Bathroom Buddy

Ziggy loves running water.  If he’s left outside when we shut the bathroom door he will cry to be let in.  He runs straight to the shower, and laps at any water there.  He’s also rather fond of the bathroom basin.

However he shows no interest in going outside in the rain, especially today, when it’s pouring persistently.

“His love of water has its bounds
and he eschews the flooded grounds.”

From the start of this memoir I was struck by the questions about identity and the effect of childhood trauma on memory.  These are areas I have personal experience of, so I was quickly enthralled by Sandy’s story.  I was not previously aware of Freud’s theory that our unpleasant experiences are forced out of the conscious mind deep into the subconscious, where they remain out of the reach of memory.  Once, when I felt I was strong enough to want to recover buried memories of my father’s death, I consulted a hypnotherapist who told me that if a memory was buried that deep it would be healthier for it to stay buried.   I was envious that some of Sandy’s childhood memories eventually resurfaced.

The book documents how Sandy spent decades trying to understand and recover his buried memories.  At the beginning he quotes Isaac Bashevis Singer who said: “When I was a little boy they called me a liar, but now that I’m grown up they call me a writer.”  Sandy’s adoptive parents lied to him, which caused all kinds of mental and emotional difficulties.  His early years were spent in Christchurch, and his evocation of this area in the 1950’s and 60’s offers interesting social history.  The reader follows his quest for family after being adopted as an infant, and shares the joy of finally meeting blood relations.

The book is clearly written, and would be enjoyed by anyone with an interest in identity and/or adoption.

“It’s vital we know who we are
the stories may be quite bizarre.”

Persistent Puss

Ziggy thinks the washing basket is intended as a daybed for him.   He doesn’t appreciate it being full of wet washing, and waits impatiently for us to hang the clothes on the line.  Just as well yesterday was sunny and things got dry.

“My cat loves the washing basket,
sees it as his special casket.’


Central City Circuit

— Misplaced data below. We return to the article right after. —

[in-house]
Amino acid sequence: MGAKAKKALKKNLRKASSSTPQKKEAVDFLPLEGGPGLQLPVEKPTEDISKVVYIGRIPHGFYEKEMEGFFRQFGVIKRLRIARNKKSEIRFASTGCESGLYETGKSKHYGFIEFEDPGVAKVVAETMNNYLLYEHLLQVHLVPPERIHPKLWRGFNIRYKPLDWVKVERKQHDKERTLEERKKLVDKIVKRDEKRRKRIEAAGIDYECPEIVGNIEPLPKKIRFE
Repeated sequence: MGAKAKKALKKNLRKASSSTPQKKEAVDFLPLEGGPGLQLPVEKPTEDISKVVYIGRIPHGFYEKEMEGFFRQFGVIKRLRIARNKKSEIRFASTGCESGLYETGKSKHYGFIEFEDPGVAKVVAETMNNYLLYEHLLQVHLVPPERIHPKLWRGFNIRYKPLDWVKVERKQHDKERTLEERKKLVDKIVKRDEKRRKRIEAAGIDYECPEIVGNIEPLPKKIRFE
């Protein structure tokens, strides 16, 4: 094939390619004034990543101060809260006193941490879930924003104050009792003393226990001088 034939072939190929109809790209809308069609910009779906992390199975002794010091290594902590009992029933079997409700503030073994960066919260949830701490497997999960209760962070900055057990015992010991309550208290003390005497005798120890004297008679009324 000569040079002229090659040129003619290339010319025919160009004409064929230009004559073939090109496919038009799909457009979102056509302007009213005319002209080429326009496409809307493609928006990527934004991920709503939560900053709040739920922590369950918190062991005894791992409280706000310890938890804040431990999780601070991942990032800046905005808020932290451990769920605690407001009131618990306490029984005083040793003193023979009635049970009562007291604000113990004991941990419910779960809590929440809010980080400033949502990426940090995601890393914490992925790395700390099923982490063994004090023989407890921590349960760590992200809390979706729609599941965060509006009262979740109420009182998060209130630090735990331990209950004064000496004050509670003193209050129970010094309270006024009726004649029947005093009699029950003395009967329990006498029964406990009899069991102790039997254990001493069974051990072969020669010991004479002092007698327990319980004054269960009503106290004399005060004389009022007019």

We went to see what’s on offer in the central city during the school holidays.  As always there were families enjoying the Margaret Mahy Playground.  In Cathedral Square the re-purposed parking meter was unfortunately out of order, or “gone rogue”.

The fence around the cathedral has some new murals.

It was good to see people ice skating.  I loved the Seal Skating Aids – wish these had been around on my one and only ice skating attempt many years past.  Admission with skate hire is $20 for adults, and $15 for children and students.  It costs another $10 to hire an orange seal to help keep your balance.

I’m not so sure about the snow globe.

What looks like snow is actually tiny pieces of plastic that appear to be shredded plastic bags.  The woman in charge assured me children (who pay $7.50) are told to keep their mouth closed inside the globe, but in the excitment this wasn’t always happening.  I’m sure they will have had to pass a health and safety check, but I wouldn’t be keen to put my child in there.

On the corner of the Triangle Cadbury’s had a chocolate wheel where they were giving away bars of chocolate to anyone who queued for it.  A sign said those under 14 must be accompanied by an adult, and the chocolate would be given to the adult.  In my cynicism I wondered if this generosity is supposed to be some small recompense for removing the Dunedin factory.

We checked out what remains of the Container Mall.  There’s excavations going on in that corner of Oxford Terrace, and I was pleased to see a tree was fenced off within a ‘Tree Protection Zone’.

“There’s quite a lot to do and see
within our city’s CBD.”



Black Blot

This new black building at Waimairi Beach looks unattractive and incongruous, especially as it’s near to a lovely Cape Cod house (on the left).

We’ve watched it being built and hoped it was going to improve, but sadly it hasn’t.

“It does not fit in with the rest.
I am completely unimpressed.”

Sensible Seal

A sign hanging below the Barbadoes Street Bridge reads “Attention.  River closed. Do not enter.”

River closed sign

Maybe this is why the baby seal has stayed upstream, and not headed out to sea again.

“I never knew a seal could read
but this one knows not to proceed.”

Seal Seen

This baby seal is resting on a rock near to our cottage.

This is the first time I’ve seen a seal within the Avon Loop.  Perhaps the cold weather and rough seas have driven it inland?   Where are its parents, I wonder?  I understand it’s been in the area for a week now, and I hope it can find its way back out to sea.

“Today this is a city seal,
but should be by seashore, I feel.”